Tags: genealogy record keeping, genealogy source recording, genealogy sourcing tips, managing genealogy sources, recording sources in genealogy, stuck on sources, tools for genealogy sourcing
Sourcing. Yes, we all know we’re supposed to do it. And yes, if we’ve been at this long enough, we’ve suffered from our own self-inflicted pains of not sourcing. The challenge for me over the many methods I’ve tried is finding a way to do it that is super quick & easy (because recording the source isn’t as fun as reading the good stuff I just found!), but still gets all of the requisite information to find the source again.
- What is sourcing? I’ll pause here for a quick primer on sourcing just in case this sourcing business is as confusing to you as it has been for me. Sourcing is all about recording the authority of the information (the source) you have and the repository (where you found it). The most common example is a book. The information found in the book is accredited to the source – the name of the book. The repository is the library, archive or relative’s house where you found the book. What do you record about your source? The best rule of thumb I’ve found is everything you’d need to know to find the source, keeping in mind that others, maybe 50 years from now, may want to chase down that source, too. So, “grandma’s attic” for the repository may be a little cryptic…if you don’t know who “grandma” is and where “her attic” is located. For the definitive authority on citations and sourcing, turn to Elizabeth Shown Mill’s book, Evidence Explained. Continue Reading Best Tool for Recording Sources I’ve Found in Ages!…
Tags: genealogy case study, genealogy research methods, genealogy research strategies, genealogy research strategy, genealogy research techniques, genealogy research tips, genealogy techniques
Have you ever come across two people in your tree that you just knew were related? But you couldn’t prove it?
That’s what happened to me the other day. When I came across this predicament, I was determined to find the answer. And like a little beaver, I kept at it until I found the link and could prove it.
Here’s the story & the research method I used to make the connection. I’m hopeful you may find it helpful for your research, too.
This is what I knew.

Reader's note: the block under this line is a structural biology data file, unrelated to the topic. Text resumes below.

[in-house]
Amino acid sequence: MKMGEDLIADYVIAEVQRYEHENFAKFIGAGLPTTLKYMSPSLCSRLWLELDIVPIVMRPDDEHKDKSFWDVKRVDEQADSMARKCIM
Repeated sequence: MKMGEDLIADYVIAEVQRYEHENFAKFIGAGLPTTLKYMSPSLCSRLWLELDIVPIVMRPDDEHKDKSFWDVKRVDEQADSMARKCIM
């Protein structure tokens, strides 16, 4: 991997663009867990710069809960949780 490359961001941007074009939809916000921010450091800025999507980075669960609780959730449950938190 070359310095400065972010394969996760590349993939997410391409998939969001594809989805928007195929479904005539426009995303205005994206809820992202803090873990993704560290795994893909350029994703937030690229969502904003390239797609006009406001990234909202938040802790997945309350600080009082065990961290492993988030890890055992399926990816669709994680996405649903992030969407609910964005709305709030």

- Juliana Schwartz (maiden name) was born in Germany in 1834. By 1855 she was married to Joseph Simon and living in Fulda, Spencer County, Indiana.
- Mary Catherine Schwartz (also maiden name) was born in Fulda, Spencer County, Indiana in 1867.
Fast forward to 1880, and here’s what we find.
- Juliana Schwartz Simon and her husband, Joseph Simon are living in Sedgwick County, Kansas.
- And so is Mary Catherine Schwartz – unmarried.
Can you see why I thought they might be related? Two women with the same maiden name both were living in Fulda, IN and again in Sedgwick County, KS. Humm… So, much of genealogy is about not jumping to conclusions and assuming relationships that aren’t there. However, I was willing to go out on a seemingly short limb to chase this one down.
What I didn’t know going into this was anything about Juliana’s birth family – parents or siblings, nor did I know anything about where Mary Catherine came from. So I had my work cut out for me, researching two women with only maiden names to go by.
The Research Plan
My goal was to frame out, build, construct Juliana’s family and see if Mary Catherine hung off of her tree. The steps rolled out as follows.
Step #1. Find Juliana as an unmarried woman in the 1850 US Census with her birth family.
Step #2. Find Juliana’s family in the 1860 Census to see if it matches up – albeit with her out of the house and maybe living nearby with her husband, Joseph Simon.
Step #3. Build out the extended family descending from Juliana’s siblings to see if Catherine shows up.
The Research Work